Audiences can book now for a free screening of documentary Becoming Colleen as part of the 20th anniversary Brisbane Queer Film Festival (BQFF).
The film follows Colleen Young, a retired police officer from northern New South Wales who, after hiding her identity from friends and family for decades, has finally been able to become her true self at age 82.
“I lived in my own world to because I had to. Most of my life I never had anybody to talk to about ‘the problem’,” Colleen explains.
“I was scared of anyone finding out… You had to hide your reactions and feelings a lot. Just how I managed to do that, I don’t quite know.
“It would mean so much to me to be able to be what I want to be… If I passed away under that surgery, I’d go quite happily because I’d be going the way I want to be, as a total woman.”
Colleen opened up to wife Heather about her identity in her 40s, but after Heather’s death to cancer, Colleen found herself back in the depths of secrecy in terms of her identity.
But with the help of her GP and support service, Colleen began her transition and the documentary follows her journey as she moves into full-time aged care.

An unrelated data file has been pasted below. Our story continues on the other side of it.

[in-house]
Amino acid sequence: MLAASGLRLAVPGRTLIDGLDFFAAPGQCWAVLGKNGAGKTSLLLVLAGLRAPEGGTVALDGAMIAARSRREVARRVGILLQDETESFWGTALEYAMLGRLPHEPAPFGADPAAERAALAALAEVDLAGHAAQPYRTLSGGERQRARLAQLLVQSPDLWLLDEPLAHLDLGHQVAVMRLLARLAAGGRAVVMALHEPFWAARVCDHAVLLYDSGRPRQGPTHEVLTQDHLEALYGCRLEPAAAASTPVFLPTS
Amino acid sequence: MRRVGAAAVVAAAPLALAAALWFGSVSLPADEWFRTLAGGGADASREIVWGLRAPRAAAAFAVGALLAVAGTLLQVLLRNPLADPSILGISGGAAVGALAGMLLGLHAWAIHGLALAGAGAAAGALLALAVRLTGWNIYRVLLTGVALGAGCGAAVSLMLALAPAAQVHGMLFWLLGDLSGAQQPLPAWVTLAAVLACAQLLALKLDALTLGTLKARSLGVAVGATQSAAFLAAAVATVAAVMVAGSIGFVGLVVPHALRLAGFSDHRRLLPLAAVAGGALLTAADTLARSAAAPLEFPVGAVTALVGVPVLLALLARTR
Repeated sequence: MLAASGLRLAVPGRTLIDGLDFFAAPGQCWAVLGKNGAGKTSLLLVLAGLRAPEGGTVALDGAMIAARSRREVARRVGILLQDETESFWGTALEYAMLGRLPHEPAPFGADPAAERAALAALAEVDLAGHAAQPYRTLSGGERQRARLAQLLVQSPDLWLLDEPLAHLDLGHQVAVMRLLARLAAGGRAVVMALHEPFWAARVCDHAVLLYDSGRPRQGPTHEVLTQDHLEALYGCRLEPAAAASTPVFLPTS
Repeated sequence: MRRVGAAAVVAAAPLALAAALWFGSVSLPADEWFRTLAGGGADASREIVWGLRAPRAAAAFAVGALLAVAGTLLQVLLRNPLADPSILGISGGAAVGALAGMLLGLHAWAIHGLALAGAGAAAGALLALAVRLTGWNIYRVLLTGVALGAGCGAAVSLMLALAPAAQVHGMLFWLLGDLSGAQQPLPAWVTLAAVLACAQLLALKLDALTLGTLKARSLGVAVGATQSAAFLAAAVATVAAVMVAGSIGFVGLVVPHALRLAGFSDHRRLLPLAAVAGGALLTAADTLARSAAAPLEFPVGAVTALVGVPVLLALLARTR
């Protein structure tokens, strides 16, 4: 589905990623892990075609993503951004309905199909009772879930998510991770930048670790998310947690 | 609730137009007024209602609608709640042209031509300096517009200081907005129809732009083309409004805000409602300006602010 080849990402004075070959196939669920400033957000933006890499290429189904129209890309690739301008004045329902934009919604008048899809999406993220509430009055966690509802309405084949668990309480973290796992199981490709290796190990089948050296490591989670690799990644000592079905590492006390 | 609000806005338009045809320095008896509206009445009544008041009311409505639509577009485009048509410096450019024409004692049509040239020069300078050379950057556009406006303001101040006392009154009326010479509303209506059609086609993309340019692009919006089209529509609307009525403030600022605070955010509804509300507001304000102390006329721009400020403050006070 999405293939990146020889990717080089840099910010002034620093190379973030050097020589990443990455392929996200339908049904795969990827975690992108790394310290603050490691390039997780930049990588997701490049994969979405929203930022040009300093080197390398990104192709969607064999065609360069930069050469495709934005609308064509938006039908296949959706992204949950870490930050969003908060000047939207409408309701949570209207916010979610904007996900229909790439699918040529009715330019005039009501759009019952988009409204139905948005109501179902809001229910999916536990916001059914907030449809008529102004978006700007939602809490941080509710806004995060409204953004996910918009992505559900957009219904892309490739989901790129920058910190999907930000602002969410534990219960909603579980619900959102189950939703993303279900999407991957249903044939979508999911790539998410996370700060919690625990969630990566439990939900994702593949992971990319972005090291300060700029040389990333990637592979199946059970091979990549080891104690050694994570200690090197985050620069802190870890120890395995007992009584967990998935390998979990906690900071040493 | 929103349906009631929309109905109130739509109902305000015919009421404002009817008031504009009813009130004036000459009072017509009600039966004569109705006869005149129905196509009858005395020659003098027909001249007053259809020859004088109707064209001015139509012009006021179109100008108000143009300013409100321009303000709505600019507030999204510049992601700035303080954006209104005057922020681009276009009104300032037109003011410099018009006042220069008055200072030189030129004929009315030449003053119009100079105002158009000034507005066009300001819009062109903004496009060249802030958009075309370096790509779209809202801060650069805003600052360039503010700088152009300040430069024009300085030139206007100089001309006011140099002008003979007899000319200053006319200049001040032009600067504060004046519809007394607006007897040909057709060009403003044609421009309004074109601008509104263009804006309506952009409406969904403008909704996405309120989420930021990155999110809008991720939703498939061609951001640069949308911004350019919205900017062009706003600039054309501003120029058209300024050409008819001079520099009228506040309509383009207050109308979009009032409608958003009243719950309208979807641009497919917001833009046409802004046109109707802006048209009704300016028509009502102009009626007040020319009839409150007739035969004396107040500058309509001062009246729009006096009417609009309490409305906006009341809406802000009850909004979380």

The free screening of Becoming Colleen will be held on March 16 at 2pm at New Farm Cinemas, the home of the Brisbane Queer Film Festival.
BQFF’s 20th anniversary program
This year sees BQFF’s 20th birthday. To celebrate, BQFF unveiled a program of queer feature films, documentaries and short films from March 7 to 17.
This year’s theme is “Reflection” to highlight the power of films to create awareness, change and acceptance within both mainstream society and the queer community itself.
On opening night, BQFF will partner with QPP and the QuAC to present Arthur J. Bressan Jr’s 1985 drama Buddies.
Other films on offer this year include Mapplethorpe, a biopic about queer photographer Robert Mapplethorpe; Tongan trans women documentary Leitis in Waiting; gay French prostitution drama Sauvage; and sapphic comedy Wild Nights With Emily about author Emily Dickinson.
“We are always proud of the calibre, diversity and inclusiveness in the line-up of films,” BQFF co-director Shanon King said.
“We’re not the largest queer festival, but our program features films chosen especially for Brisbane’s queers, allies and cinephiles.
“The opportunity to rediscover films and to reflect on where we have come as communities holding space, was a key element in curating this year’s program.”
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